Wasatch-Cache National Forest:  In partnership with:  Utah State Parks and Recreation, Friends of the Utah Avalanche Center-Logan, and Utah State University College of Natural Resources.


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Logan area Avalanche Advisory

7:30, Friday February 15, 2008

Hello and good morning, this is Toby Weed of the Utah Avalanche Center with your Logan Area backcountry avalanche and mountain weather advisory.  It’s Friday February 15th, at 7:30 in the morning.  This advisory is brought to you in part by the Friends of the Utah Avalanche Center in Logan with help from The Trailhead. 

Current Conditions:  The snow from Wednesday’s blizzard brought relief to previously scratchy backcountry snow conditions.  Accumulations were a bit spotty across the region, but the Tony Grove Snotel reported picking up 8/10ths of an inch of water in a bit less than a foot of new snow.  Strong winds came around from the east yesterday causing extensive drifting of the light new snow in exposed terrain.  The winds diminished overnight and are now gently blowing from the north at the CSI weather station on Logan Peak, currently averaging a little over 10 mph.  I’m reading 9 degrees at 9400’, and 6 down here in Logan.  You’ll find the best powder conditions on sheltered shady slopes at mid and upper elevations, with dust-on-crust down low and severely wind-hammered conditions in terrain exposed to north and east winds. 

  Avalanche Conditions:  Yesterday morning, an officer from the Cache County Sheriff's Department reported a natural avalanche from late Wednesday that stopped on the flats a few feet from the road near the Green Canyon Gate.  The wind slab avalanche on a northwest facing slope ran on a smoothed-in path over 1000' vertical from a crown at around 6300' and carried a pile of woody debris with it (photos).

Now old news, but also of interest is a large hard slab avalanche on the Richmond Bench, which occurred sometime after last week’s very strong southerly winds.  The large and destructive wind slab avalanche on a northwest facing slope at about 5300’ in elevation stepped down to weak sugary snow or depth hoar near the ground (photos).


Strong easterly winds yesterday scoured the fresh snow from many of the more popular slopes in the region and built stiff drifts in somewhat unusual places.  These, for the most part, bonded fairly quickly to the underlying old snow yesterday.  But some hard wind slabs formed-up on steep upper elevation slopes and in avalanche starting zones with a slick rime-crust or weak frost crystals or surface hoar.  And some of these could still be sensitive to your weight today.  Remember that hard slabs tend to be rather stubborn, meaning they might allow you to get well out on them before releasing….Also, any avalanche could well be long running and  fast moving on well smoothed-in and slick paths…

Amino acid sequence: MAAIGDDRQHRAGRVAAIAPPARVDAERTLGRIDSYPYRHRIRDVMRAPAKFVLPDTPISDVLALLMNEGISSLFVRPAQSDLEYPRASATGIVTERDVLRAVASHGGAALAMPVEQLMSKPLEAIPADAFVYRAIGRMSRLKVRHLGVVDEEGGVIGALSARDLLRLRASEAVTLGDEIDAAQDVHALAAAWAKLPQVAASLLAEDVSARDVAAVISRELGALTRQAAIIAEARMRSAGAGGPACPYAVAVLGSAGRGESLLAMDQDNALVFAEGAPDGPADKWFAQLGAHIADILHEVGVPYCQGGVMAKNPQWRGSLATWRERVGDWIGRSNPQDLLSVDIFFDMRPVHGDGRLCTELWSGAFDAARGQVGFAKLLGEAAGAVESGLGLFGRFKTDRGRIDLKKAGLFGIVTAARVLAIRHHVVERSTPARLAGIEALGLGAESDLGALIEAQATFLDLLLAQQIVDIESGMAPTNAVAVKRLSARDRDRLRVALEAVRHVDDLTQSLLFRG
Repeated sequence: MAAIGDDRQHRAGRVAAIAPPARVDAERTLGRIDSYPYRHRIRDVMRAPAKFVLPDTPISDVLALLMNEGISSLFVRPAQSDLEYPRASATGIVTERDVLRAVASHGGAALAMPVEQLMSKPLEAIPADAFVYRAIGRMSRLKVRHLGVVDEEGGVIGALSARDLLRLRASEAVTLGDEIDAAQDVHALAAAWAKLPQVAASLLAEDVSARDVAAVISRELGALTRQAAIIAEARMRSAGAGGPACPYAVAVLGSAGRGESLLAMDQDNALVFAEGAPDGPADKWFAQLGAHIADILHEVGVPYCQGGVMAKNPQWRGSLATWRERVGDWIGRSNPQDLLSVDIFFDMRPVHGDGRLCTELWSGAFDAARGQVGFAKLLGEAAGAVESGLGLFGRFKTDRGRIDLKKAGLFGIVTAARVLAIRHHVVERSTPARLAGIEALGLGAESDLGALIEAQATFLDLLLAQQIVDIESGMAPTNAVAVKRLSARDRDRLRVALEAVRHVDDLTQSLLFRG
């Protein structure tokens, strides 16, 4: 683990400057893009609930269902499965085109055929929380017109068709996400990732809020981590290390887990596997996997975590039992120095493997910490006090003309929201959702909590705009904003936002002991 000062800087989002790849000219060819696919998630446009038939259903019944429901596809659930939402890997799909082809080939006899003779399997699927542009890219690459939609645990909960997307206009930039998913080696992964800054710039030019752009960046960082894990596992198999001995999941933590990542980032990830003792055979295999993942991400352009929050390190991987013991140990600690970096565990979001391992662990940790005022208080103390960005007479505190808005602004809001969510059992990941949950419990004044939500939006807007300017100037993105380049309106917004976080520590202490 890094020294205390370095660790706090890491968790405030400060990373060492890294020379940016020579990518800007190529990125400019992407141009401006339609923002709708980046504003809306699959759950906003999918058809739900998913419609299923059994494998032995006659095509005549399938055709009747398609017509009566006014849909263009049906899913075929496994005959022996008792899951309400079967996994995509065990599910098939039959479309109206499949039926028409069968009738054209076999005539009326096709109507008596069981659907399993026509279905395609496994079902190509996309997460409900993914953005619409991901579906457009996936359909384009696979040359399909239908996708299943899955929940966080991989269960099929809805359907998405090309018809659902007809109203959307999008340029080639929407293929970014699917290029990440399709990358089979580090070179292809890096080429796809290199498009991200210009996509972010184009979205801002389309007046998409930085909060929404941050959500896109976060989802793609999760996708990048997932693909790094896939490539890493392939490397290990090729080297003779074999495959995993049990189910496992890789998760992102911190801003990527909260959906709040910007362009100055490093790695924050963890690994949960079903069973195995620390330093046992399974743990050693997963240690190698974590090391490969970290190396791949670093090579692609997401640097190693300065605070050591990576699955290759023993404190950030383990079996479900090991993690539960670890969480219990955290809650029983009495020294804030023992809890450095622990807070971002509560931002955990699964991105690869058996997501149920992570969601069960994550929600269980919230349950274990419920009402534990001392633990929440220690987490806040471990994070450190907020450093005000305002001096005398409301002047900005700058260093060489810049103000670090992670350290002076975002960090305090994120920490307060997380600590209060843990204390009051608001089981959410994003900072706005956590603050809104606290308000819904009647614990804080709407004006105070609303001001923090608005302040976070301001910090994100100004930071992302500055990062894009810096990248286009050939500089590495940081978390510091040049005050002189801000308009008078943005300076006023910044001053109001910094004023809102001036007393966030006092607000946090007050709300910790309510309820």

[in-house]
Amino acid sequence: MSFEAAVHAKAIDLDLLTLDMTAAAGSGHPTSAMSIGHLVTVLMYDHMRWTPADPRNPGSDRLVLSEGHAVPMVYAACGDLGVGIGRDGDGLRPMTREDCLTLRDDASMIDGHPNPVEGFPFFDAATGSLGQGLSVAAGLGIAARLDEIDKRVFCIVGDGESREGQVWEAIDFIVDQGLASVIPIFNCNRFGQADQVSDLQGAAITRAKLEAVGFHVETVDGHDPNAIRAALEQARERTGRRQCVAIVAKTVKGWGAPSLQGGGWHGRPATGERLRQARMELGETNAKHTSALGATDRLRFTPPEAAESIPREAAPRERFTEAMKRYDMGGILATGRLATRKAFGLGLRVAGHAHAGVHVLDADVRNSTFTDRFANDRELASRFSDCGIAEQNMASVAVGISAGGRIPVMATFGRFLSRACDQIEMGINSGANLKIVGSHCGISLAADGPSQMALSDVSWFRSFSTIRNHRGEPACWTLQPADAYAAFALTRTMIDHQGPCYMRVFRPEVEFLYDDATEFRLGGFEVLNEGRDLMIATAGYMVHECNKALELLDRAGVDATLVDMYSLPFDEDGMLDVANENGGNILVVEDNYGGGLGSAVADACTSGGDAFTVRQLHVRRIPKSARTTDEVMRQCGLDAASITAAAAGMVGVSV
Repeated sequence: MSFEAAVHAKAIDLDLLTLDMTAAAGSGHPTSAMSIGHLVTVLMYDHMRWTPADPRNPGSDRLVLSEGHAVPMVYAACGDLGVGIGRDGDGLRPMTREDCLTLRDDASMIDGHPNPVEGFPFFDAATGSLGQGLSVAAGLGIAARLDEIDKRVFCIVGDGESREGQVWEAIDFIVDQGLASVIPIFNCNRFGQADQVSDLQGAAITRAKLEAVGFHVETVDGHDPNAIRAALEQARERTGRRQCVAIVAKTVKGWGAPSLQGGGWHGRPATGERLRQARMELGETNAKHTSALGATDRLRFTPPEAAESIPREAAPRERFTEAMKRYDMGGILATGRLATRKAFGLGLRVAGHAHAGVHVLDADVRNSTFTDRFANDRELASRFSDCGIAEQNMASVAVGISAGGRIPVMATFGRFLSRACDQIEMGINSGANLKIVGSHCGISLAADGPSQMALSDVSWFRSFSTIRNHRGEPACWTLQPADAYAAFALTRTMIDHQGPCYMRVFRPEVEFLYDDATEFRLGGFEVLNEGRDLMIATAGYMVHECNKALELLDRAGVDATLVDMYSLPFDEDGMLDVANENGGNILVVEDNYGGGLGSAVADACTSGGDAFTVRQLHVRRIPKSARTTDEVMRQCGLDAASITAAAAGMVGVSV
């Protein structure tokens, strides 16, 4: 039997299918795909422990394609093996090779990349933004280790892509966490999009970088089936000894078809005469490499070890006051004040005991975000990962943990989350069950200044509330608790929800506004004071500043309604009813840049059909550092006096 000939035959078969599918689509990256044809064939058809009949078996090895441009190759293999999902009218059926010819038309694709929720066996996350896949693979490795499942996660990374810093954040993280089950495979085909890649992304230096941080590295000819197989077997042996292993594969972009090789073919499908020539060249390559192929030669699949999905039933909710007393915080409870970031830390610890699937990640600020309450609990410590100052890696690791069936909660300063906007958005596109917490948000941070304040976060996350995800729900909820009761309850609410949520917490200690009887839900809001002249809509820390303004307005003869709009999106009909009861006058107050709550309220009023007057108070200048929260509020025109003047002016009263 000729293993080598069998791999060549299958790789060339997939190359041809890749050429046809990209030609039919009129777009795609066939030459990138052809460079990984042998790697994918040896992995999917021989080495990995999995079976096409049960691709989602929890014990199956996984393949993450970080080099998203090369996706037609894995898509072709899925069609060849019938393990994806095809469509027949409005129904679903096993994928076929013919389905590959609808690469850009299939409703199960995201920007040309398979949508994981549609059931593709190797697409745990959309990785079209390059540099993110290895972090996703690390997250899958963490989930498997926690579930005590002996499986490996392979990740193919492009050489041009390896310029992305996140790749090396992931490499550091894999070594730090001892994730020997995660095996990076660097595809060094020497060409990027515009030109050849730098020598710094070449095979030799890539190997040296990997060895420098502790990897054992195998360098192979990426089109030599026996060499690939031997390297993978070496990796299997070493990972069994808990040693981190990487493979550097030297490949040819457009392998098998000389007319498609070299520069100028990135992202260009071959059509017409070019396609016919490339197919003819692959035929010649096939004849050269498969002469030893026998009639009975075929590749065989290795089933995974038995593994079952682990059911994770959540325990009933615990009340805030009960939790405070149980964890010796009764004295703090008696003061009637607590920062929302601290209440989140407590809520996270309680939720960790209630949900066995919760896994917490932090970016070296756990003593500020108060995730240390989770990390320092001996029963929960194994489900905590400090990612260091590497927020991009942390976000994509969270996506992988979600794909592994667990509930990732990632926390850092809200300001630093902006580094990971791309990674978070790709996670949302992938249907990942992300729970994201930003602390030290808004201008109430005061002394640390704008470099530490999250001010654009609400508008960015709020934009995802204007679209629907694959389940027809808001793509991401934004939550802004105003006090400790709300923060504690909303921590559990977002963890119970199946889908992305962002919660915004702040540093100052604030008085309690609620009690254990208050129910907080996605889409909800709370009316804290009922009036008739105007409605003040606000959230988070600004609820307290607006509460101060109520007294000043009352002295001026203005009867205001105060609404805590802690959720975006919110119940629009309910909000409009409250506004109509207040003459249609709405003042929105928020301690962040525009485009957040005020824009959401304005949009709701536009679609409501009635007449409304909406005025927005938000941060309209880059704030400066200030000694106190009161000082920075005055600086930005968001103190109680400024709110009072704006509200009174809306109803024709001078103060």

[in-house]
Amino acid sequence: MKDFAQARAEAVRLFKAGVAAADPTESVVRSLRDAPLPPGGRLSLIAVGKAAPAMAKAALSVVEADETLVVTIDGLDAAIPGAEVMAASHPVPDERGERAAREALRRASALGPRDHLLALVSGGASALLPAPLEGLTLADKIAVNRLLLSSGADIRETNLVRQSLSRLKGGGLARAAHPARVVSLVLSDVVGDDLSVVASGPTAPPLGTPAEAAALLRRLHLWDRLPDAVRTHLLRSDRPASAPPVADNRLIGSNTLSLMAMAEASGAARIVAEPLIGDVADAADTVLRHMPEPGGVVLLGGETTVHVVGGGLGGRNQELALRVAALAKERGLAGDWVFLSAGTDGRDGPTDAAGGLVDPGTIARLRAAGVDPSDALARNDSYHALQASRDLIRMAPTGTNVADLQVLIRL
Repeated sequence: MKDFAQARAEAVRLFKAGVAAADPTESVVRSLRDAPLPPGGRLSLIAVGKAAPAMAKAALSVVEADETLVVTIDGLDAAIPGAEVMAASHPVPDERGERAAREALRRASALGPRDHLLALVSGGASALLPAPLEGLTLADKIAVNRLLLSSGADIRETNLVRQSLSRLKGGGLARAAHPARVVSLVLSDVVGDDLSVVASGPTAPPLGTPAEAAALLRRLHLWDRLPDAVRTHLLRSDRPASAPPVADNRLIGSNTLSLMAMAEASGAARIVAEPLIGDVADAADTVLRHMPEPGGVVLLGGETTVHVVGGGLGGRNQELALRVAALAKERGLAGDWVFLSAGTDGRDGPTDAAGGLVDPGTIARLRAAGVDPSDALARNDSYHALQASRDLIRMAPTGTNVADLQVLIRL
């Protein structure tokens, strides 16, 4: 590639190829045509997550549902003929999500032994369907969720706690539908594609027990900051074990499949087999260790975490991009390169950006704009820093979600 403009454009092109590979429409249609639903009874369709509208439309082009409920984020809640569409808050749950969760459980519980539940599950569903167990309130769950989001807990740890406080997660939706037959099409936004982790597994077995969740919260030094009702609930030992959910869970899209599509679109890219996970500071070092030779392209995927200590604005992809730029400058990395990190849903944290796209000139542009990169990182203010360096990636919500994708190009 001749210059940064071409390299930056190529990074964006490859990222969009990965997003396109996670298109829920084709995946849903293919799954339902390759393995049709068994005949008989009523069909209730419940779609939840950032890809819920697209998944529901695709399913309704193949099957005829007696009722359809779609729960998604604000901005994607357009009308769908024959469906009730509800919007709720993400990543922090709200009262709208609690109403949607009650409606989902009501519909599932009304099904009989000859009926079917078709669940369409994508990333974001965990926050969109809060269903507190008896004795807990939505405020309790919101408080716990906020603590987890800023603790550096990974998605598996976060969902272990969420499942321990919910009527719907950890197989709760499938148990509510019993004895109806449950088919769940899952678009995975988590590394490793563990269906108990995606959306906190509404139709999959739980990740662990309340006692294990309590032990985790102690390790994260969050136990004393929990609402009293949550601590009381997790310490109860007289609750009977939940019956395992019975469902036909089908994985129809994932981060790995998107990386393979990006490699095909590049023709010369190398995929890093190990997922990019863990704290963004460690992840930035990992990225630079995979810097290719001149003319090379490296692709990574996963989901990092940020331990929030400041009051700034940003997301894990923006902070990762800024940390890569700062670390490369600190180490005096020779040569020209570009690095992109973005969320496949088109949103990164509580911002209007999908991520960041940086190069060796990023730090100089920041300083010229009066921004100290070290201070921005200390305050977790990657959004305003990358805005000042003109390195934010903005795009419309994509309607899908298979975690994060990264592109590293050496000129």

Loose, wet avalanches will become possible on sunny slopes at mid and lower elevations as the fresh snow becomes moist from solar warming.


   Bottom Line:  Today there’s a MODERATE danger in exposed terrain at upper elevations, and you could trigger wind slab avalanches on some steep slopes in the backcountry.   You’ll find a LOW danger on most other slopes and in sheltered terrain.  Solar warming will probably cause the danger to rise to MODERATE, with wet avalanches possible on sunny slopes at mid and lower elevations.   Avoid obvious drifts on steep slopes and use good snow assessment and safe travel techniques to minimize your risk.

   Mountain Weather:   The cut-off low responsible for Wednesday’s blizzard is moving through southwestern Colorado and into Arizona leaving us under the influence of a building ridge.  A storm will pass to our north and east tomorrow bringing us a bit of cloud cover and a flake or two.  It looks like we’ll see fair weather and dirty high pressure conditions with storms passing to our east through early next week.  The next productive storm is possible around Wednesday.

General Announcements:  This advisory will expire in 24 hours from the posting time.

Check out the images page for photos of some of last week’s avalanches.

Go to the Avalanche Encyclopedia if you have any questions about terms I use in the advisory.

I'm very interested to know what you're seeing out there.  Please e-mail observations to me at [email protected] or leave me a message at 755-3638, especially if you see or trigger an avalanche in the backcountry. We keep all observations confidential.

The information in this advisory is from the U.S. Forest Service, which is solely responsible for its content.  This advisory describes general avalanche conditions and local variations always occur.